Mr. & Mrs. Kissinger operated a boarding tent at Williams Grove during the Grangers Picnic, for ten years. This was 30 years ago. In telling of this activity, Mrs. Kissinger referred to it as their vacation. They traveled to Williams Grove by train, taking with them a large tent and full equipment including bedding, a stove and cooking utensils, dishes and food supplies for a week.
Mrs. Kissinger has always been handy with a needle, and one winter, 8 years ago, she helped make 25 quilts for Gratz ladies. She does all the patching and mending at the Schaeffer home and helps with the cooking and housework. Her eyes are good and she does a great deal of reading taking special delight in following the stories of old folks appearing each week in the Sentinel. She likes motoring, but is not at all interested in an airplane ride. She has traveled about the country visiting relatives, considerably, and plans to visit her daughter, Mrs. Mary Ann Hartmann, in Washington, this fall. Mrs. Kissinger has seen moving pictures, but has never been in a drug store. She is a member of the Gratz Reformed church, of which Reverend C. P. Wehr's is pastor, and frequently attends services there.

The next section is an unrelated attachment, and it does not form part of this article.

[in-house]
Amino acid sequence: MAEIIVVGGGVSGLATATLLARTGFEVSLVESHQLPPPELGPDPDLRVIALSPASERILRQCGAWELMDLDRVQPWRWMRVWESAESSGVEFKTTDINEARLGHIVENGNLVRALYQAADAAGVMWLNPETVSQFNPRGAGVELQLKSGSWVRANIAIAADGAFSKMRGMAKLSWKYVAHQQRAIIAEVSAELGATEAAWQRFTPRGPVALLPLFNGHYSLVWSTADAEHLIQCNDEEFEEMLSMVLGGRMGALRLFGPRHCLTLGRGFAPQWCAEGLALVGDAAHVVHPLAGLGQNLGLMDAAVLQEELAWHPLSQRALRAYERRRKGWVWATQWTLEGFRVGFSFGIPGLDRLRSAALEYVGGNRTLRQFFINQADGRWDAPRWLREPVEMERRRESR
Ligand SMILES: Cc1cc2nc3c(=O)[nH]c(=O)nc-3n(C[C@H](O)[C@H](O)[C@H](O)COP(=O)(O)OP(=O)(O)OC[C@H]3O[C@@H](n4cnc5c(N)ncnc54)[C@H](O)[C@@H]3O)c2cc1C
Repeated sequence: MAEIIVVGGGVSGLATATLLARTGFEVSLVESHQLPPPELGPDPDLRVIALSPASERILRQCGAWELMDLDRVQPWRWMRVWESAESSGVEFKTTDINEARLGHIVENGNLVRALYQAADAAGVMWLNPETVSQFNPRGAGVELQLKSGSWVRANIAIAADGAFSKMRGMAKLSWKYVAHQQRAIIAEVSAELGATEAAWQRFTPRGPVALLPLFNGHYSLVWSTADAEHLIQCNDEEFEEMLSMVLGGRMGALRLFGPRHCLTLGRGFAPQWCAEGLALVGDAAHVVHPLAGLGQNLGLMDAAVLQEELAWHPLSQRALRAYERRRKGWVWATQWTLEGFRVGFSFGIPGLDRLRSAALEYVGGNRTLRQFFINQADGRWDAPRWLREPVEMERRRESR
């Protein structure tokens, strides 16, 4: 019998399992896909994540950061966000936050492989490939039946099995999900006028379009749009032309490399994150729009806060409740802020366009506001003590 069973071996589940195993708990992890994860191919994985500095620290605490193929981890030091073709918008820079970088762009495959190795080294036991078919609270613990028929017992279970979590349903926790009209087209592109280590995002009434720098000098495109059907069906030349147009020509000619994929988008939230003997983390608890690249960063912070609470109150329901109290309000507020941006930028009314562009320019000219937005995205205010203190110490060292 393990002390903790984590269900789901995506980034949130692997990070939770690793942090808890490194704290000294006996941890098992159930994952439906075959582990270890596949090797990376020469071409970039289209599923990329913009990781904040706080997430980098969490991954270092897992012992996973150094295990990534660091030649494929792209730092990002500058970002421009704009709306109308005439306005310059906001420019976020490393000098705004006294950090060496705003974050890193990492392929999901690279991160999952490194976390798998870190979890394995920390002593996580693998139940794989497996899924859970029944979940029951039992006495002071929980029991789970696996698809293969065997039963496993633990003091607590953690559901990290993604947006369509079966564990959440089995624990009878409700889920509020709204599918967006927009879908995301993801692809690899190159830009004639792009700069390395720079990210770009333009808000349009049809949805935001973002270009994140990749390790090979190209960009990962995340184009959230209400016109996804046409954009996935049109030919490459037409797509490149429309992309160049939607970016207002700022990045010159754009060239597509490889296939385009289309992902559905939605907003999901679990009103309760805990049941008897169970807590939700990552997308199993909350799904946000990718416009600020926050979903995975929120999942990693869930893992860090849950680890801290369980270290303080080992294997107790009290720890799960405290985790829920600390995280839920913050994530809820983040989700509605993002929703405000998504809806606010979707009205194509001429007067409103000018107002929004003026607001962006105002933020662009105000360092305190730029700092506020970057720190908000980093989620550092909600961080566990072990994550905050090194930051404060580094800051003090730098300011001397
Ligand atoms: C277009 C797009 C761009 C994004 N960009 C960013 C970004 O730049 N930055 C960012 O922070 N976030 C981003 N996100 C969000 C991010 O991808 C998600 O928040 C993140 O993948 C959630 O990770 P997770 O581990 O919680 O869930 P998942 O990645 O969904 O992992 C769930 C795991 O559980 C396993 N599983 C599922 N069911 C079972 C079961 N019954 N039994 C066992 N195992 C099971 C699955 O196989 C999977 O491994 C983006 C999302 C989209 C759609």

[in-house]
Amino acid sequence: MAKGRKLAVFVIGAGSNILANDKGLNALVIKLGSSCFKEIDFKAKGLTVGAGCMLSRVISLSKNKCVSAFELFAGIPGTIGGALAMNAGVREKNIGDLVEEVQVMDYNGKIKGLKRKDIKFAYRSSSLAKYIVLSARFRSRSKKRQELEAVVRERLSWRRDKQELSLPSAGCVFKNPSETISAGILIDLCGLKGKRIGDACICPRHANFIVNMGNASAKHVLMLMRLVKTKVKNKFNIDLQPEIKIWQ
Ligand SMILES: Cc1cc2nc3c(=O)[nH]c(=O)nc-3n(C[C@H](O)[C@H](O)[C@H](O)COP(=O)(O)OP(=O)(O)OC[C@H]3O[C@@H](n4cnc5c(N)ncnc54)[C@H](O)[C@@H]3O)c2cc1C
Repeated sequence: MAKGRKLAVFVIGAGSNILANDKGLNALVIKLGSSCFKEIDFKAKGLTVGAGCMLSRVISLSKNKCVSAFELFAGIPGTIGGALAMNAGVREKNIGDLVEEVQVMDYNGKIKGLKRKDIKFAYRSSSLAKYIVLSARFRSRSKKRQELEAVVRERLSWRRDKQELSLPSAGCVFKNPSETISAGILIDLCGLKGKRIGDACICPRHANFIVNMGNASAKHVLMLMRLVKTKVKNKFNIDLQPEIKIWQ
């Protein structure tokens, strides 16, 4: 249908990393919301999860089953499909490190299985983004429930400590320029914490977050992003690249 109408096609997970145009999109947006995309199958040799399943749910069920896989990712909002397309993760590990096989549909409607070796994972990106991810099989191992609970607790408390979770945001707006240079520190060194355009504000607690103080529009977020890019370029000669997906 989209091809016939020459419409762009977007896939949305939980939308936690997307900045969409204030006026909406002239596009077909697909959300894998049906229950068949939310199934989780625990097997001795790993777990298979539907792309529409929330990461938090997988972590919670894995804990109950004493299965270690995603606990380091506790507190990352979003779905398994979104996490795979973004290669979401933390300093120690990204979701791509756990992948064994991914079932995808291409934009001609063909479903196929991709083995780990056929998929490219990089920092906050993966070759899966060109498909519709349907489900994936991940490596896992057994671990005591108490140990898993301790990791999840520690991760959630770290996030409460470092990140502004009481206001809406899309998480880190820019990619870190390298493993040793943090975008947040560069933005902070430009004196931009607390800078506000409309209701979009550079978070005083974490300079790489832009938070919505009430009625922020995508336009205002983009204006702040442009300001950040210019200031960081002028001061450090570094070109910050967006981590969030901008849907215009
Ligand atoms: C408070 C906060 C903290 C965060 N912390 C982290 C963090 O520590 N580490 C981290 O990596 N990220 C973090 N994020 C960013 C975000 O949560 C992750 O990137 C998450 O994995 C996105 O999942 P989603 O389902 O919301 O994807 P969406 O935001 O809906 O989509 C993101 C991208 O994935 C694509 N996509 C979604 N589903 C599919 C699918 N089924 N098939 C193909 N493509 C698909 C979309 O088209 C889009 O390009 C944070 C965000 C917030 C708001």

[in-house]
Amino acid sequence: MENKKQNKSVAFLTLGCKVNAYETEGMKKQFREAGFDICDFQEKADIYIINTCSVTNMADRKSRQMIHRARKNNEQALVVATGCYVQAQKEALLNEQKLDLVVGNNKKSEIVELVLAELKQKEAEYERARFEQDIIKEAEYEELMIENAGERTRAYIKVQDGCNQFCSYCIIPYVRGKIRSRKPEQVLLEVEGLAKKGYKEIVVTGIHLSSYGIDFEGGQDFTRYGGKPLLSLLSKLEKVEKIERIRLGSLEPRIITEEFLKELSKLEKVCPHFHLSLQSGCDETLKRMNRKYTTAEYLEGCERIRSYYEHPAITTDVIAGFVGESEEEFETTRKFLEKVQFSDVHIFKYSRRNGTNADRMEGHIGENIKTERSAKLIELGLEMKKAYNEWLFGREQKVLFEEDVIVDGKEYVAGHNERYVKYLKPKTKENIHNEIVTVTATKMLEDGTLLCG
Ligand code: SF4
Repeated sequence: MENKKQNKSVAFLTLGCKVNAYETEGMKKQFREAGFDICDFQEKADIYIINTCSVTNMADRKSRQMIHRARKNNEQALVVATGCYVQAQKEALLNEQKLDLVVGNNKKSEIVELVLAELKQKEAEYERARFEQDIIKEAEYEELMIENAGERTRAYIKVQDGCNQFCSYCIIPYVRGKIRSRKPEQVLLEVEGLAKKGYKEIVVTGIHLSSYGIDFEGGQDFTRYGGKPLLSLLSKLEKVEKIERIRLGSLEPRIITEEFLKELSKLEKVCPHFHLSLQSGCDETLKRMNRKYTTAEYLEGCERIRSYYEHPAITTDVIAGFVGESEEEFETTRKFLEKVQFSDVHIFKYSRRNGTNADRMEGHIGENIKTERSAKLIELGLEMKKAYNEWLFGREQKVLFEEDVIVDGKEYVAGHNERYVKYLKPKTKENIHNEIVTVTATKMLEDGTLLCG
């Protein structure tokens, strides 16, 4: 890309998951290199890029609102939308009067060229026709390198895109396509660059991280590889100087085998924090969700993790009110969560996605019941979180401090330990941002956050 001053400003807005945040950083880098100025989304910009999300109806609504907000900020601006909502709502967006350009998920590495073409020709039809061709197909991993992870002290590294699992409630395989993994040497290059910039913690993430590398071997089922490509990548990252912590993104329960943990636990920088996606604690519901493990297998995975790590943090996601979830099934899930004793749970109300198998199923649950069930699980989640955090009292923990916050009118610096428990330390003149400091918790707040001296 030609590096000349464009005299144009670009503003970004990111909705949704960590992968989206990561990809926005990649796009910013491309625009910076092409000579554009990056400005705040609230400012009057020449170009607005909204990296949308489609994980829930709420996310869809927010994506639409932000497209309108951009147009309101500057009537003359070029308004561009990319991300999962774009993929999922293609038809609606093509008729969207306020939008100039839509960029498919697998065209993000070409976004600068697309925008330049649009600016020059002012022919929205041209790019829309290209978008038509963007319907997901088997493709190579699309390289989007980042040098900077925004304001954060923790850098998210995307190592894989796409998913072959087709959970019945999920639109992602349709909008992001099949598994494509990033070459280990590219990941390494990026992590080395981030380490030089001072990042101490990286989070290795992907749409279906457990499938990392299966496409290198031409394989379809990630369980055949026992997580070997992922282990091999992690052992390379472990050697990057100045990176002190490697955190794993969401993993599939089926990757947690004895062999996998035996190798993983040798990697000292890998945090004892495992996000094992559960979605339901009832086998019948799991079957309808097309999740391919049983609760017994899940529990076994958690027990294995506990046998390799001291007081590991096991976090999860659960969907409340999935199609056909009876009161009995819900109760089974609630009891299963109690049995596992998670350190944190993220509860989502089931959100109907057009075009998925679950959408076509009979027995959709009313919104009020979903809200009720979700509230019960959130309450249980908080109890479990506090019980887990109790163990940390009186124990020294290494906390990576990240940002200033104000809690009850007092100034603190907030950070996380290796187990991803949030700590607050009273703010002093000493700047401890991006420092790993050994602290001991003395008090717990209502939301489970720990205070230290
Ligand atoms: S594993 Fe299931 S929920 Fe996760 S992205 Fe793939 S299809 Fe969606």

She retires between 7 & 8 o'clock and is up at 6 the following morning.
Mrs. Kissinger is always jolly and happy and enjoys having visitors, who are given a cordial
welcome by the entire household.
Father - John George Williard
Mother - Lovina (Deibler) Williard